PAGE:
Astronomers estimate that it was about 4.6 billion years ago that Earth solidified as a full fledged planet and began to evolve towards its present-day form. The next step in this evolution was its differentiation into three regions known as the core, mantle and crust. This occurred more than 4 billion years ago.

The core, at Earth's center, is iron-rich and very dense. Surrounding the core is a broad layer called the mantle, which is less dense. Earth's outermost layer, the crust, is thin and considerably lighter, made primarily of oxygen, silicon, aluminum, and iron. 

There are 2 competing theories to explain how Earth became differentiated. The first propose that during its first "moments" of life, Earth was an evenly mixed hodgepodge of materials melted into a liquid. This allowed iron and nickel to sink to the core, while the lighter elements rose to form the crust.

Many scientist believe that necessary heat required to turn that early "hodgepodge" molten came from three sources. First, the abundant radioactive elements contained in the young planet were only just beginning to break down, and this process release tremendous energy. Second, each time a stray meteorite or other bit of debris struck the young planet, tremendous heat was generated. Finally, the mass of the young planet would itself generate heat as it pressed inward on its own core. According to scientist calculation, these three factors together could have raised Earth's temperature by as much as 2,000f (1,100c). 

Some scientist argue that even this huge temperature rise would not have been enough to have melted the early Earth. Instead, they say, differentiation had already occurred before the planet had been born. When Earth first began to form, they explain, the densest materials accreted next, and the elements that make up the core were added as "icing" on the cake. Calculation of such a scenario show that in a cooling cloud of gas and dust, it would indeed be the heavy elements that would first condense into a more solid form, followed by lighter and lighter elements.

Whatever the actual mechanism, the differentiation of the early Earth is responsible for the subsequent formation of the continents, oceans, and atmosphere.

In the 16th century, scientists estimated Earth's age in thousands of years, based in part on the fossils they had found and in part on biblical interpretation. Today scientist estimate the planet's age in billions of years, using radiometric dating as the universal timepiece. How can they be sure?

THE FOSSIL RECORDS : The antiquity of our planet first became apparent when people recognized fossils as the remains of ancient organisms, rather than fanciful rocks oddities. When digging into a rock bed, they also noticed that different types of fossils could be found at succeeding depths.

By the beginning of the 17th century, geologists had established that the rock formation in which fossils were found had been deposited in more or less distinct layers, or strata. They further accepted that the oldest layers that is, those deposited first-generally lay at the bottom of the sequence. Each subsequent, or younger, layer was then deposited on top. Therefore, in places where earth movements had not toppled and mixed up the rock beds, the distinct layers could be read as a time scale from top to bottom, youngest to oldest.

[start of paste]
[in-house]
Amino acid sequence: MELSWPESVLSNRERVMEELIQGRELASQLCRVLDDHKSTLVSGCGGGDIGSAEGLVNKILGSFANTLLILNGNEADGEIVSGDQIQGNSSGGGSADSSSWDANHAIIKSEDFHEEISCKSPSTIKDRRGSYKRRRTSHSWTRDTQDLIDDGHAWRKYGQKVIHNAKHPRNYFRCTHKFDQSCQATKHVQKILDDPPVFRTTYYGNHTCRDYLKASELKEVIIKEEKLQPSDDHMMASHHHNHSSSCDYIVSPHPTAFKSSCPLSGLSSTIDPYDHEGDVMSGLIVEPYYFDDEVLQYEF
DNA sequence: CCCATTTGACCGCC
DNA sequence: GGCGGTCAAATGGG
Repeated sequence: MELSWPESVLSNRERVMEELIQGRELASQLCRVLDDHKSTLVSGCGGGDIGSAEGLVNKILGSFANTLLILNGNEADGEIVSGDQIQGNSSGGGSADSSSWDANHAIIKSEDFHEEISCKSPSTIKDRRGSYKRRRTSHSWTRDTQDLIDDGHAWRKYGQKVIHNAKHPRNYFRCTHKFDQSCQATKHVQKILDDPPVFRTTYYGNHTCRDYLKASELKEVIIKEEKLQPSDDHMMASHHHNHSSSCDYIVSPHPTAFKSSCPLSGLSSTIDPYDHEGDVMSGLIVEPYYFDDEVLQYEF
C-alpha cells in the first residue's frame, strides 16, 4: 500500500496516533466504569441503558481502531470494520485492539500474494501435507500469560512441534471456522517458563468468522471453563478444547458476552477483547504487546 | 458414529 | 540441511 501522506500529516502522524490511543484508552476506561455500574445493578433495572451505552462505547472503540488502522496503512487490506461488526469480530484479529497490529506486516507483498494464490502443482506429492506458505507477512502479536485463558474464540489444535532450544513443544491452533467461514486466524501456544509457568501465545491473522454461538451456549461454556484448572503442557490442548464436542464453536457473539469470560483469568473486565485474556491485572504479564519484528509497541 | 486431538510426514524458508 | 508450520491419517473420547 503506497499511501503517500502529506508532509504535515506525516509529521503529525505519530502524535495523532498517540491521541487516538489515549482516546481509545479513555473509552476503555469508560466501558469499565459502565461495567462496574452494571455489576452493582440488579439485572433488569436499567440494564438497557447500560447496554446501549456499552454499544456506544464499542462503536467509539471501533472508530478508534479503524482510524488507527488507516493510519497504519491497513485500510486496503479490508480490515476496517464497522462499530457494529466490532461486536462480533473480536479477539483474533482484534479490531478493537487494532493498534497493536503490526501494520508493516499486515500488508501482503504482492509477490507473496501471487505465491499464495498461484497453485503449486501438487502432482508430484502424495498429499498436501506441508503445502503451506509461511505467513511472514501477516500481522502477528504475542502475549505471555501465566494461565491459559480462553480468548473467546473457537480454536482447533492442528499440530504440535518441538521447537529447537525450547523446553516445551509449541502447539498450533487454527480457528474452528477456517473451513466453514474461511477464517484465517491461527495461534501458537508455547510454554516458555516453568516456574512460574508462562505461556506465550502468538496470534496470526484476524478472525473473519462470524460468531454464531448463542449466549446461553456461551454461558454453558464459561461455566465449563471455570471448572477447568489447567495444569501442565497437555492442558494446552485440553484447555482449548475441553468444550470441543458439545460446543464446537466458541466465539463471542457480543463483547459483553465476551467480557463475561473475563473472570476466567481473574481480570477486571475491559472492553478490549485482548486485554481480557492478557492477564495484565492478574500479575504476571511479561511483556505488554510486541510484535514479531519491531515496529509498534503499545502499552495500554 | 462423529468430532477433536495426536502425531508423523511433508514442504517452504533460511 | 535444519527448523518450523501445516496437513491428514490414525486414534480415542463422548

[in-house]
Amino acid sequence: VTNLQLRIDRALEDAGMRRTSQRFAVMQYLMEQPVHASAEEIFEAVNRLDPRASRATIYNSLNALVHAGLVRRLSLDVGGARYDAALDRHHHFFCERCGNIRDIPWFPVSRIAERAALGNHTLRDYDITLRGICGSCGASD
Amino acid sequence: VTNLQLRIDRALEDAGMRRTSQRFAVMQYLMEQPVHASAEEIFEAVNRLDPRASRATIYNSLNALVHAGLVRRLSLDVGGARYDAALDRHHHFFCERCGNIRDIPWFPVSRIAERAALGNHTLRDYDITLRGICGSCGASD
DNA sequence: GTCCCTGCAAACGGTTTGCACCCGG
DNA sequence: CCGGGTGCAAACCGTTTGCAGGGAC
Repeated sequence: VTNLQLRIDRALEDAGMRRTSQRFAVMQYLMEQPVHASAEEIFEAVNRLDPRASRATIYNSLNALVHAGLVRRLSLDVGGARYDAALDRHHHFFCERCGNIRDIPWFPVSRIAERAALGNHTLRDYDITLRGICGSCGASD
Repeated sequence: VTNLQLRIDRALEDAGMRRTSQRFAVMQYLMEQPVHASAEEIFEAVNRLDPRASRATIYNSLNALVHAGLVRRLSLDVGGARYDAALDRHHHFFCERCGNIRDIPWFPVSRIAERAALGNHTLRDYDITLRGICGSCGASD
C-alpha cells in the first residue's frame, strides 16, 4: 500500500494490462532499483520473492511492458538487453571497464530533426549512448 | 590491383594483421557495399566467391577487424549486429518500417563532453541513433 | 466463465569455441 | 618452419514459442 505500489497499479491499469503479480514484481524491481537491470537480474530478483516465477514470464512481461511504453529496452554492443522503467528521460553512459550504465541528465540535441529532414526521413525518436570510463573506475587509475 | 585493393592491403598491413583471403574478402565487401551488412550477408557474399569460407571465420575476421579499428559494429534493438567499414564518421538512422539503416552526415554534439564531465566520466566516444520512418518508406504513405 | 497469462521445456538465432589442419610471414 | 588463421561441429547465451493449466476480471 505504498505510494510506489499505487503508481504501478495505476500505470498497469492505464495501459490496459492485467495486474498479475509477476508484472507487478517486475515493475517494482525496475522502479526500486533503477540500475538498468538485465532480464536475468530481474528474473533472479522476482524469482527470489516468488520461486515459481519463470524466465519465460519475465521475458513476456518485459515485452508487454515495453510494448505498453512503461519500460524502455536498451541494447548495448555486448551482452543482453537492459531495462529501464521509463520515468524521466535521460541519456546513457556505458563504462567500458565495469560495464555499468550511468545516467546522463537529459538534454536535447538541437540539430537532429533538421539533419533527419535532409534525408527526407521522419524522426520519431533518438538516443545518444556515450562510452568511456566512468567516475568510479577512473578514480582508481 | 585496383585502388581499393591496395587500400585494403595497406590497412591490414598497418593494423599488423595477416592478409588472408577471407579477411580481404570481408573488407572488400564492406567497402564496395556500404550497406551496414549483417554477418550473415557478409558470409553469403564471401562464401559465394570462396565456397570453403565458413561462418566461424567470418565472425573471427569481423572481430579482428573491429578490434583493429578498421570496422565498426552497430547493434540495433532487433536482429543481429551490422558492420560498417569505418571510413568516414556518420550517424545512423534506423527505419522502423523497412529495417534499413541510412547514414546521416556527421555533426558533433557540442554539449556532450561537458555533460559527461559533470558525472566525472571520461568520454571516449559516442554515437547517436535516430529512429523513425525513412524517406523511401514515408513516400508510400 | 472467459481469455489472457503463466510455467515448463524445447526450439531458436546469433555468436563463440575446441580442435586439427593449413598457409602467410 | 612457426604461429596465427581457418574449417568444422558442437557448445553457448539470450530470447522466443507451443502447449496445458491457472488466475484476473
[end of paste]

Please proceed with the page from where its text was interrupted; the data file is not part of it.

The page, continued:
By the mid 1800s, geologist had laboriously identified nearly all the types of fossils that could be found in the exposed rock layers of Europe. They then classified the fossils in a definite order, oldest to youngest. Thus, a geologist or collector could classify newly unearthed rocks and rock layer as younger or older than other based on types of fossils contained within them. But no one could say by how many years. 

A patch of bare rock that interrupts the more pleasing pattern of a lush meadow or green forest reveals the true nature of Earth's Crust, the solid outer layer of the planet. The soil of the land, upon which life flourishes, is an exceedingly thin film. So, too, is the layer of ooze that carpets the ocean floor. Beneath the blanket of these sediments is bedrock, the layer of solid rocks that makes up Earth's crust. When compared to the planet's actual diameter, Earth's crust is itself relatively thin, extending downward for some 22 miles (35kilometer) under the continents and about 4 miles (6kilometers) beneath the ocean floor.

There are 2 main types of crust: the CONTINENTAL CRUST, which forms the landmasses and consist primarily of low-density rock such as granite; and the OCEAN CRUST, which is a thin layer of volcanic rock called basalt that lies under the sea.

The ocean crust is younger than the crust that underlies the continents. This is because new crust is constantly formed along a ridge that runs through the middle of the world's oceans. The new crust material wells out of Earth's interior and cools as it emerges from the mid-oceanic ridge to spread outward. It is this creation of new oceanic crust that is believed to power the slow movement of the continents across the face of Earth.

The Rocky crust of Earth both the oceanic and the continental crust - is made up of three kinds of rock: IGNEOUS, SEDIMENTARY, and METAMORPHIC. 

IGNEOUS rocks forms when molten  rocks cools either within Earth's crust or on its surface. The crust of the primitive Earth is believed to have once consisted entirely of igneous rock.

SEDIMENTARY rock is made from small fragments of eroded rock and the remains of tiny sea animals and plants that have become compacted and cemented together over thousands of years. Most sedimentary rocks are formed on the ocean floor.

METAMORPHIC rock is derived from pre-existing rock that sinks deep into Earth and is subjected to intense heat or pressure or both, causing the characteristics of the rock to change.   


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